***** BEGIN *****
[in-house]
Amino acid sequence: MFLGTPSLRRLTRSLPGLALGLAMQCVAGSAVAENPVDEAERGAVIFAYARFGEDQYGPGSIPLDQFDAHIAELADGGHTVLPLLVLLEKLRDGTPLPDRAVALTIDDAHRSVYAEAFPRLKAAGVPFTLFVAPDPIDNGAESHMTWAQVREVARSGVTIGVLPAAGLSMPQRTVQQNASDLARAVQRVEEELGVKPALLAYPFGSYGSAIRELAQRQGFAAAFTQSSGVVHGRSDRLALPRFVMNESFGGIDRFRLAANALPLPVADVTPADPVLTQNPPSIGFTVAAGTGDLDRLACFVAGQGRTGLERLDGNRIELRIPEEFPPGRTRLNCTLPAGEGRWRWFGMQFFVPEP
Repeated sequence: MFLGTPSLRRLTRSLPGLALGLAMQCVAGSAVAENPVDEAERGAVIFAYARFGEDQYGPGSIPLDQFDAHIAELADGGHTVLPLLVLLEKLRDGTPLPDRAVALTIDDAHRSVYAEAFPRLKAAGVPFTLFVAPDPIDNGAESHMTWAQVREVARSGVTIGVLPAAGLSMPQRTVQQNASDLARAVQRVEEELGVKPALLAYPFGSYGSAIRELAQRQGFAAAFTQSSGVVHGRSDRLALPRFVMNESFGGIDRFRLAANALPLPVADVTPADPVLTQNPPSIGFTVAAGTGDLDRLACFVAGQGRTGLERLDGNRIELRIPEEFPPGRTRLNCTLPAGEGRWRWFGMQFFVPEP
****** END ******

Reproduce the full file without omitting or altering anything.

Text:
[in-house]
Amino acid sequence: MFLGTPSLRRLTRSLPGLALGLAMQCVAGSAVAENPVDEAERGAVIFAYARFGEDQYGPGSIPLDQFDAHIAELADGGHTVLPLLVLLEKLRDGTPLPDRAVALTIDDAHRSVYAEAFPRLKAAGVPFTLFVAPDPIDNGAESHMTWAQVREVARSGVTIGVLPAAGLSMPQRTVQQNASDLARAVQRVEEELGVKPALLAYPFGSYGSAIRELAQRQGFAAAFTQSSGVVHGRSDRLALPRFVMNESFGGIDRFRLAANALPLPVADVTPADPVLTQNPPSIGFTVAAGTGDLDRLACFVAGQGRTGLERLDGNRIELRIPEEFPPGRTRLNCTLPAGEGRWRWFGMQFFVPEP
Repeated sequence: MFLGTPSLRRLTRSLPGLALGLAMQCVAGSAVAENPVDEAERGAVIFAYARFGEDQYGPGSIPLDQFDAHIAELADGGHTVLPLLVLLEKLRDGTPLPDRAVALTIDDAHRSVYAEAFPRLKAAGVPFTLFVAPDPIDNGAESHMTWAQVREVARSGVTIGVLPAAGLSMPQRTVQQNASDLARAVQRVEEELGVKPALLAYPFGSYGSAIRELAQRQGFAAAFTQSSGVVHGRSDRLALPRFVMNESFGGIDRFRLAANALPLPVADVTPADPVLTQNPPSIGFTVAAGTGDLDRLACFVAGQGRTGLERLDGNRIELRIPEEFPPGRTRLNCTLPAGEGRWRWFGMQFFVPEP